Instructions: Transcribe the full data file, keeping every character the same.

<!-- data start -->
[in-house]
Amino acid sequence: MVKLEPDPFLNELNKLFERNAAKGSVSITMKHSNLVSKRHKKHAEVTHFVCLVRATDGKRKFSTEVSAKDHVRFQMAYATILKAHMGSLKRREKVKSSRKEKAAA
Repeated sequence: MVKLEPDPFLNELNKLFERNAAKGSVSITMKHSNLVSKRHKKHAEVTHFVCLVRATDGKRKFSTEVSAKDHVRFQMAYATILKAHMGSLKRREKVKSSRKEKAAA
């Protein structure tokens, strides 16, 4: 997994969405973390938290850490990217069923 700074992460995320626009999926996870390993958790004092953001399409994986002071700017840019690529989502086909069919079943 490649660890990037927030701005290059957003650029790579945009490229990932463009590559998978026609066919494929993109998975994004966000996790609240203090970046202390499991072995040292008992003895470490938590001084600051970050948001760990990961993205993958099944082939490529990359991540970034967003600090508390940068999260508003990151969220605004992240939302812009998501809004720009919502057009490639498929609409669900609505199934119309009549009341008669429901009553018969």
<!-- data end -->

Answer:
[in-house]
Amino acid sequence: MVKLEPDPFLNELNKLFERNAAKGSVSITMKHSNLVSKRHKKHAEVTHFVCLVRATDGKRKFSTEVSAKDHVRFQMAYATILKAHMGSLKRREKVKSSRKEKAAA
Repeated sequence: MVKLEPDPFLNELNKLFERNAAKGSVSITMKHSNLVSKRHKKHAEVTHFVCLVRATDGKRKFSTEVSAKDHVRFQMAYATILKAHMGSLKRREKVKSSRKEKAAA
């Protein structure tokens, strides 16, 4: 997994969405973390938290850490990217069923 700074992460995320626009999926996870390993958790004092953001399409994986002071700017840019690529989502086909069919079943 490649660890990037927030701005290059957003650029790579945009490229990932463009590559998978026609066919494929993109998975994004966000996790609240203090970046202390499991072995040292008992003895470490938590001084600051970050948001760990990961993205993958099944082939490529990359991540970034967003600090508390940068999260508003990151969220605004992240939302812009998501809004720009919502057009490639498929609409669900609505199934119309009549009341008669429901009553018969």